1. Overview of survey information

The COVID Test and Trace Cases Insights Survey was compiled in response to policy questions on the level of adherence with self-isolation requirements, the prevalence of behaviour that poses a risk of transmitting the coronavirus (COVID-19), and the impact of self-isolation on well-being and finances. It was produced, run and analysed in a collaboration between the Department for Health and Social Care (DHSC), Public Health England (PHE) and the Office for National Statistics (ONS).

This survey was specifically designed to obtain information on people who have tested positive for COVID-19 and who are at or nearing the end of their 10-day self-isolation period. ONS experts were consulted on questionnaire design. The survey respondents were selected using implicit stratification from a list of adults (aged 18 years and over) who had tested positive for COVID-19. Respondents were contacted by telephone and all answers are self-reported.

The first wave of the survey was conducted as a pilot using a different sampling methodology and the estimates presented were not weighted. As a result, the data contained in subsequent bulletins are of better quality but are not directly comparable with the data presented in the first bulletin of the series.

Estimates and margins for error

Percentages in these reports are weighted to address age, sex and regional bias in response rates.

As with all surveys, these estimates have an associated margin of error. Significance testing and confidence intervals have been used to test for differences. Where a difference is statistically significantly different, we can be more confident that the difference really exists.

Back to table of contents

2. Definitions and terms used

Understanding of self-isolation requirements

Respondents to the survey were asked what activities they believed were allowed during self-isolation (from a list of reasons for leaving the home). For the purpose of this analysis, respondents were categorised as having fully understood self-isolation requirements if they did not select any reason for leaving the home that is not permitted during self-isolation (such as going to work or to the shops).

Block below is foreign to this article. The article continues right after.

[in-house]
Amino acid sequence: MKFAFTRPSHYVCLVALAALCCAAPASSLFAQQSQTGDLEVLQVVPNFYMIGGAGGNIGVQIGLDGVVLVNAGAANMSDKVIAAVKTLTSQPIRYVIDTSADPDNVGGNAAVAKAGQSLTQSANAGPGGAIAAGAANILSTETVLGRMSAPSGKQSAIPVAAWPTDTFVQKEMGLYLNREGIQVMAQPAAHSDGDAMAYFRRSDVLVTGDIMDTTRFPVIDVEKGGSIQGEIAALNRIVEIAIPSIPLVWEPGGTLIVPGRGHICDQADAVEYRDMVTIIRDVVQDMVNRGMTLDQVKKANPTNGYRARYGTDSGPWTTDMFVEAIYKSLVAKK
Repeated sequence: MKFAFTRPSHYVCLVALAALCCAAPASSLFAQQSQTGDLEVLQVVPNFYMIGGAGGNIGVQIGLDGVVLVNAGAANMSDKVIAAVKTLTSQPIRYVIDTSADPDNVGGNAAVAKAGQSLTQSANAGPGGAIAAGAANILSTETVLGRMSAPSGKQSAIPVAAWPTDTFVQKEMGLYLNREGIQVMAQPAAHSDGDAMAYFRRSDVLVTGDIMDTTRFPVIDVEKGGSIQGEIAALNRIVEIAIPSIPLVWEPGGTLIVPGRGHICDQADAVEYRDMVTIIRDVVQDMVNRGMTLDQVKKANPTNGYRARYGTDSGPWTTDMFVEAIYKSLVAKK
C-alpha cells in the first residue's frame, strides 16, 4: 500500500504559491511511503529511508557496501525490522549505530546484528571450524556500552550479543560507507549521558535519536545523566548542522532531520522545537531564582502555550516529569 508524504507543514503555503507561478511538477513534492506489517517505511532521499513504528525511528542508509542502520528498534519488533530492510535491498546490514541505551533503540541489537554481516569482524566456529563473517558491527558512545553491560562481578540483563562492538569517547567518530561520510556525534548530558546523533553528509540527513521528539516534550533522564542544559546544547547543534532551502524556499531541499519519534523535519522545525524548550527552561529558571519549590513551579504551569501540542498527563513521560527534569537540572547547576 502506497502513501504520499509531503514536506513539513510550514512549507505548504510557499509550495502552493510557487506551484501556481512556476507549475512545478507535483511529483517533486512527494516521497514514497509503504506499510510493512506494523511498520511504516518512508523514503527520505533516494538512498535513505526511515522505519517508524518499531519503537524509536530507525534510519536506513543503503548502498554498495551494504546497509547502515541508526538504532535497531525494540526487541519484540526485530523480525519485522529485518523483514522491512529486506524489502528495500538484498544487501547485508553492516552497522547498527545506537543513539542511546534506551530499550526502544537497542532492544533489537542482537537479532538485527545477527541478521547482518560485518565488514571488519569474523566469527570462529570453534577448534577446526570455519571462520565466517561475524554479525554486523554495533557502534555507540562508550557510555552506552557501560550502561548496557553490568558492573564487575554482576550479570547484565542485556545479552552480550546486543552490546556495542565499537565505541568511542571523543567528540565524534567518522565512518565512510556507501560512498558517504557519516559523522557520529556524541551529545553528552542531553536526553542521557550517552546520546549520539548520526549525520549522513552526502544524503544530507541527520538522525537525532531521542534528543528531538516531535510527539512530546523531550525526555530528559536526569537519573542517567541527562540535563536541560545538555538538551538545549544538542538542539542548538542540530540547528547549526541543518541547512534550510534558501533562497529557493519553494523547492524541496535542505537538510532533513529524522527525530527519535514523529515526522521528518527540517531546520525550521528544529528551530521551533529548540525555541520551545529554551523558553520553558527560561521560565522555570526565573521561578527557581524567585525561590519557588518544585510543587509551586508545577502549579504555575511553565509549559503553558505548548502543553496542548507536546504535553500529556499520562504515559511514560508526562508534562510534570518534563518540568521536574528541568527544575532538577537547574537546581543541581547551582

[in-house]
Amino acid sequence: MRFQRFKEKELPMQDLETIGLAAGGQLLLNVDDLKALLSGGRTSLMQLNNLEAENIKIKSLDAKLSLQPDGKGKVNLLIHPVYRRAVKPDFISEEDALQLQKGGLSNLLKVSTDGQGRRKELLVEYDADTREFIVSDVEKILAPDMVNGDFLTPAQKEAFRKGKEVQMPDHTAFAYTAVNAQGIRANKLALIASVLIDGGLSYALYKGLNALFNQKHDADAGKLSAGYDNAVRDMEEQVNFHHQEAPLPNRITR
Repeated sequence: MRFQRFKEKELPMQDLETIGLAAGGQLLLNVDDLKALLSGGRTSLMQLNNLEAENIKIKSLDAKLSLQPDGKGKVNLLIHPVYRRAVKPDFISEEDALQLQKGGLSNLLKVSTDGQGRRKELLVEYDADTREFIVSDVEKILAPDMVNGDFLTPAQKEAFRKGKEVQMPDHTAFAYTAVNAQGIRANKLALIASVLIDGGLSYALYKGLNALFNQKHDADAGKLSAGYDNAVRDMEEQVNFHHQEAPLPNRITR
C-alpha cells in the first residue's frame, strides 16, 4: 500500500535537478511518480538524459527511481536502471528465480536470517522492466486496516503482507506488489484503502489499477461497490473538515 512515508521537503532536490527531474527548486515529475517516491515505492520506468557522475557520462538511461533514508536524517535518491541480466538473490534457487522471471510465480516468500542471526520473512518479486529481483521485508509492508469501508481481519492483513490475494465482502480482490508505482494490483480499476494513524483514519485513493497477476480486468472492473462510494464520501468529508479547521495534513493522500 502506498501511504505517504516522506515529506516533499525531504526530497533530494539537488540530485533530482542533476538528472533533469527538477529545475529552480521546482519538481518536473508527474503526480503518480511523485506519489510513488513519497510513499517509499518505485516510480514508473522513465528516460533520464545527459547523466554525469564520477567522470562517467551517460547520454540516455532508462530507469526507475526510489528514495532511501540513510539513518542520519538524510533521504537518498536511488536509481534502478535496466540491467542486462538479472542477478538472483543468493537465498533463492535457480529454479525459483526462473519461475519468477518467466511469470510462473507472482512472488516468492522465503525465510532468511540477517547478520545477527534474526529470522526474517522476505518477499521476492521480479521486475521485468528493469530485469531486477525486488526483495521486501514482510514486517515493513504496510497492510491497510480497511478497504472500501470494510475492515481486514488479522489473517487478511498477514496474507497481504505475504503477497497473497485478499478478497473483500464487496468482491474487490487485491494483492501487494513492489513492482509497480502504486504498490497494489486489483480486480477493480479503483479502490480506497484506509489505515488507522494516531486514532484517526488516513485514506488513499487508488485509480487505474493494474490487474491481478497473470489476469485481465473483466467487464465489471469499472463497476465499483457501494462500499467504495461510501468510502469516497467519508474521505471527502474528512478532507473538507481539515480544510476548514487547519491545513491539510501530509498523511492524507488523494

Prior to wave 3, the measure of understanding also took account of whether the respondent reported the correct number of days that someone should self-isolate. This question was removed from the survey in wave 3 to reduce respondent burden.

Some reasons for leaving the home are permitted in exceptional circumstances (such as medical emergencies). Those who reported that certain activities were allowed may have been referring to these exceptions, so it is possible that understanding of guidance is higher than reported. In wave 3, the question on leaving the house for medical reasons was changed to specify 'non-emergency medical reasons' (instead of any medical reasons) to address this.

Adherence with self-isolation requirements

Respondents were categorised as having adhered to the requirements of self-isolation legislation if they:

  • did not leave their home during self-isolation, except to get or return a test for COVID-19

  • did not receive any visitors during self-isolation, except for visitors supporting their personal care

Individuals who left their home or had visitors for other reasons may have adhered to the requirements if they did so because of exceptional circumstances (such as for a medical emergency). This means a small number of individuals may be miscategorised as non-adherent.

For those who reported having a high temperature, a new continuous cough or loss of sense of taste or smell prior to their test, adherence is measured from the onset of symptoms. Not all respondents reported having these symptoms prior to their test. For respondents who did not report one of these three symptoms, adherence is measured from the point of receiving a positive test result.